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J Trop Med Hyg. 1995 Dec;98(6):407-15.

Diabetes, obesity and hypertension in urban and rural people of bedouin origin in the United Arab Emirates.

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Al Ain Hospital, Ministry of Health, United Arab Emirates.


In the United Arab Emirates, coronary heart disease has emerged as the leading cause of mortality over a 20-year period of rapid socioeconomic development. CHD risk factors of non-insulin dependent diabetes mellitus (NIDDM), obesity and hypertension were investigated by community based survey among a bedouin-derived Emirati population sample of 322 subjects (> or = 20 years). Diagnosis of diabetes was based on a random capillary blood glucose level > or = 11.1 mmol l-1. Overall diabetes prevalence was 6% (11% in male and 7% in female subjects aged 30-64 years). Urban residence was associated with higher blood glucose levels (P = 0.000), and with higher Body Mass Index (BMI) values (P = 0.002): 27% of all urban residents were obese (BMI > or = 30). The Shamsi were positively associated with higher blood glucose levels compared with other tribal groups (P = 0.000). Female gender was associated with higher BMI values (P = 0.000). Between 19 and 25% of all subjects (male or female; urban or rural residents) have systolic hypertension (> 140 mm Hg). Male gender was associated with raised diastolic BP (P = 0.023). Diabetes was associated with higher mean systolic (P = 0.0274) and diastolic (P = 0.0132) BP levels. Differences in lifestyle between urban and rural residents are becoming blurred with further socioeconomic development and it is expected that the incidence of these CHD risk factors will continue to rise. Further studies are needed to specify changes associated with urbanization. Tribal influence also merits further study given the tradition of consanguinity in the UAE and the genetic basis to NIDDM.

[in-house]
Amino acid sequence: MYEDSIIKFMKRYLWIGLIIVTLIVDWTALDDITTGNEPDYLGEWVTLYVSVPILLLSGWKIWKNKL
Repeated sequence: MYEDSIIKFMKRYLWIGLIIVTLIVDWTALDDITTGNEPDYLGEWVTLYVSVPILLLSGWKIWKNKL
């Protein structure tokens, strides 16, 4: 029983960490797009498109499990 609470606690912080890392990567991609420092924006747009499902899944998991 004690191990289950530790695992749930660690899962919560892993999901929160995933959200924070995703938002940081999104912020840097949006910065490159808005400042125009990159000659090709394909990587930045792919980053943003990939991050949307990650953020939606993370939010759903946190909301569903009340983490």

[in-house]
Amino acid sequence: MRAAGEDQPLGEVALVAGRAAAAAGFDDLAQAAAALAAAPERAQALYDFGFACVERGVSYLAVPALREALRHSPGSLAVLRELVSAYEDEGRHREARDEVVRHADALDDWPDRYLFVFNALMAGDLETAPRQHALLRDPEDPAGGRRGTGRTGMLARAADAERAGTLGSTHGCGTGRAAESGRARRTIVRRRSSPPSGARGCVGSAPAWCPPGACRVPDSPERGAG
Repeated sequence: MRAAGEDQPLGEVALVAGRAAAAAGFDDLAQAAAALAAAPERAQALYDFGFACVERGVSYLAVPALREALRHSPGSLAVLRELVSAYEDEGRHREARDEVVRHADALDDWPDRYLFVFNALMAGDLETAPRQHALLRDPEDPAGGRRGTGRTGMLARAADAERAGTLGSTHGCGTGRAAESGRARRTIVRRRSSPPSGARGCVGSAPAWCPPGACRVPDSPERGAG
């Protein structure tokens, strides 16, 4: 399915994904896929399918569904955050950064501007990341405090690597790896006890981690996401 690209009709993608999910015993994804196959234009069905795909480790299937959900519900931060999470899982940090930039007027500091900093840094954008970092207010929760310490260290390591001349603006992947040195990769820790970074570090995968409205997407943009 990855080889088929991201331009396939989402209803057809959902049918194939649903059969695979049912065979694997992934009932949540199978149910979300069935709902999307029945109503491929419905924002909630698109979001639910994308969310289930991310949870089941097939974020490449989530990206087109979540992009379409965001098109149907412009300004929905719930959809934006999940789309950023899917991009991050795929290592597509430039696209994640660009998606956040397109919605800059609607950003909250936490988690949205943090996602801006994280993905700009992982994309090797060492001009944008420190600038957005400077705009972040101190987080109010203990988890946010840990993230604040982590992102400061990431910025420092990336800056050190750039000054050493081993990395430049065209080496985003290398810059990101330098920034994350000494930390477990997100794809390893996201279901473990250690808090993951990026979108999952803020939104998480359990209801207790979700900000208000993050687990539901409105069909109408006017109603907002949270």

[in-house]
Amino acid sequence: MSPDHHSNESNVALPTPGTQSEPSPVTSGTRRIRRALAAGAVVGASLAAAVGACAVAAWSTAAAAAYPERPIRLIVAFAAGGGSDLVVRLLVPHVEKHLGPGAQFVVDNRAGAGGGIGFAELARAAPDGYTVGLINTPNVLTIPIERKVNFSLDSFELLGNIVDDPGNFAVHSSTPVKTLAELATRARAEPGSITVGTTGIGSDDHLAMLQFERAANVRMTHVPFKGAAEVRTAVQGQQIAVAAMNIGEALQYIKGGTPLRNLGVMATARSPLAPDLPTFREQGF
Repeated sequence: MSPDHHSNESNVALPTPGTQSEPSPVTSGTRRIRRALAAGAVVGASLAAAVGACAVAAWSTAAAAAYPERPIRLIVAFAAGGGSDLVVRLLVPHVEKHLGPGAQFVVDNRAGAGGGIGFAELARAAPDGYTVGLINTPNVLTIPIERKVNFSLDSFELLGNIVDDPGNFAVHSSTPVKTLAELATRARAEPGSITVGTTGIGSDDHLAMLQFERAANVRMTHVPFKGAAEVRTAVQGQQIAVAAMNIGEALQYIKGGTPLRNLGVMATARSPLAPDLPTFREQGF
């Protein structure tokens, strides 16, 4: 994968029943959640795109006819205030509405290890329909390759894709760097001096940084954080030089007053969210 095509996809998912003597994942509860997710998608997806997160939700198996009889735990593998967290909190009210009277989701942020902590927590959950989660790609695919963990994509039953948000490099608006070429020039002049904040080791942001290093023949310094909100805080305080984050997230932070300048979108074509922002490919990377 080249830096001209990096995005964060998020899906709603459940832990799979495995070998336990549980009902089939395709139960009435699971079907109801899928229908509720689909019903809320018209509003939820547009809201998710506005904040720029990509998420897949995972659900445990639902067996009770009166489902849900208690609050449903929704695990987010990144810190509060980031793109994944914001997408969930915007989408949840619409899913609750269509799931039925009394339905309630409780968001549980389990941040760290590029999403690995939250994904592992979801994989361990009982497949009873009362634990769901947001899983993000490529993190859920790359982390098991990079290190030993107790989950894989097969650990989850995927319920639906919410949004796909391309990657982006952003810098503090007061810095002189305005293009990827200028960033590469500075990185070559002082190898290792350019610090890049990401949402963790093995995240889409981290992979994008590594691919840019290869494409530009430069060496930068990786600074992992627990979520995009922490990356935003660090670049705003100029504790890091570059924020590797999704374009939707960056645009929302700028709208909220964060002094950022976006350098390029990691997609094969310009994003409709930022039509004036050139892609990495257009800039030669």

[Indexed for MEDLINE]

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